A new study by the New Hampshire Center for Public Policy Studies puts numbers and statistical analysis to the growing problem of young, educated Granite Staters leaving the state.
This brain drain is one reason why the average age of New Hampshire keeps getting older and older. It also raises concerns about the state’s ability to provide not only the workforce to fill 21st century jobs but attract the young people necessary to raise families to keep communities from becoming overly gentrified.
The center’s report is entitled “Public colleges, public dollars: Higher education in NH”. The PDF version is here.
The executive summary highlights some of the findings, such as the conclusion that overall funding for public higher education “remains roughly equal to pre-Recession levels,” this because of cuts in previous two-year budget cycles and despite the current Legislature’s efforts to undo some of the damage.
But the meat of the report is in its assessment of enrollment data, particularly as it applies to the University System of New Hampshire (USNH), which oversees the University of New Hampshire, Plymouth State College, and Keene State College.Basically, the flow of New Hampshire high seniors to UNH, Keene and/or Plymouth is dwindling. And it’s dwindling because more and more of these graduating seniors are choosing to attend school out of state, and, demographically, there are just fewer of these kids out there. And why are our seniors going elsewhere? A lot of it, the center surmises, with the high cost of tuition.
And it’s not like NH’s colleges and university aren’t trying.
According to the center, the admission rates over the last few years have increased but acceptance rates of decreased.
For example, according to the center, in the fall of 2003, USNH institutions received about 7,000 in-state, first-time freshman applications. Of those 7,000 applicants, about 5,200 were accepted for admissions and 2,350 ultimately enrolled.
By the fall of 2012, the number of in-state, first-time freshman applicants had increased to more than 8,700. Of those, about 7,000 were accepted for admission, but 2,280 enrolled in a USNH institution.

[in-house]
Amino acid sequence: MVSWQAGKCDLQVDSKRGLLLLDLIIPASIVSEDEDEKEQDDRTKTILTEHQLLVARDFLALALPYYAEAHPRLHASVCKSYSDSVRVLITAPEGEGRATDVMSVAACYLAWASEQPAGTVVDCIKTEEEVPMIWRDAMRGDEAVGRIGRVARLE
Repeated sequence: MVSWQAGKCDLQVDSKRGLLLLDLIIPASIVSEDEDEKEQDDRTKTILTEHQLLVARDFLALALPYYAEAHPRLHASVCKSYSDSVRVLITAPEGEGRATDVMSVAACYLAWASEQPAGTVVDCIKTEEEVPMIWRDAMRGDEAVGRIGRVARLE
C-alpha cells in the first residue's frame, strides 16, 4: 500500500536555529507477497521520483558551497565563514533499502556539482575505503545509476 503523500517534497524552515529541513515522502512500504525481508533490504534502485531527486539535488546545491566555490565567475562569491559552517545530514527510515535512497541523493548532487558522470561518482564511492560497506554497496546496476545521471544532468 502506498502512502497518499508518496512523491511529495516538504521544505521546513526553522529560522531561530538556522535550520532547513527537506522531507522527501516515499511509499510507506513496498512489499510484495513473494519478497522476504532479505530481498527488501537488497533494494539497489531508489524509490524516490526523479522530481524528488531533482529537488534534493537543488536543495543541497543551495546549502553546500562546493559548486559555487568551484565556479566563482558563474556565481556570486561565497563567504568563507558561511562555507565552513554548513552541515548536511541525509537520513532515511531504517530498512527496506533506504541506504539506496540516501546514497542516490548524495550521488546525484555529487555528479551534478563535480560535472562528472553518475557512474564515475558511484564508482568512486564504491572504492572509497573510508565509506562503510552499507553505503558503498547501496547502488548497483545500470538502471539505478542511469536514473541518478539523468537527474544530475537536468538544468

“Although the number of in-state applicants had increased by about 25 percent, the number who actually enrolled decreased slightly, by about 3 percent,” the center’s report said.
In percentage terms, the in-state acceptance rate was 75 percent in 2003 and the yield rate (those who actually went to a state school) was 45 percent.
The acceptance rate in 2012 increased to 85 percent, but the yield rate decreased to 31 percent.
“In other words,” said the center in its report, “even as in-state application and admission rates have increased within the University System, fewer students have enrolled.”
In a nationwide measure, according to the center, New Hampshire is tied with Vermont for the second lowest share of “native” college students who remain in their home state for post-secondary education (42 percent in New Hampshire in 2008, compared to nearly 75 percent nationally).
Population trends won’t help. The center notes that there’s a shrinking student population in the state. And that means fewer in-state students for the state’s higher education system. One study cited by the center suggests the state will see between 400 and 1,000 fewer college degrees awarded annually through the year 2025.
The good news is that the university system’s loss has been, in part, the community college system’s gain.
“Some higher share of students appears to be choosing to attend the state’s community college system, especially since the beginning of the recession in 2008,” said the report.
Community colleges are, not only a less expensive option, but many see their programs as offering a more direct path to a job. Some community colleges have developed partnerships with local manufacturers to create programs that emphasize job skills in the Science, Technology, Engineering and Math (STEM) disciplines.
The brain drain represents an ongoing challenge for New Hampshire educators and policy makers. Graduating seniors aren’t going to their state schools. They’re leaving New Hampshire and they’re not coming back. Fewer and fewer young people are migrating into the state. Instead, the state is attracting a disproportionate number of retiring baby boomers. More and more 50-plus housing is being developed, challenging the future stock of worker housing.
“As the state’s population ages in coming years, developing a highly-skilled, flexible workforce will be essential to ensuring continued economic prosperity and competitive advantages,” the report concluded.
“If increasing college attainment among state residents is part of that strategy, the trends outlined here must be part of the policy discussion. This is especially true if New Hampshire continues to see decreases in the rates of in-migration of educated newcomers.”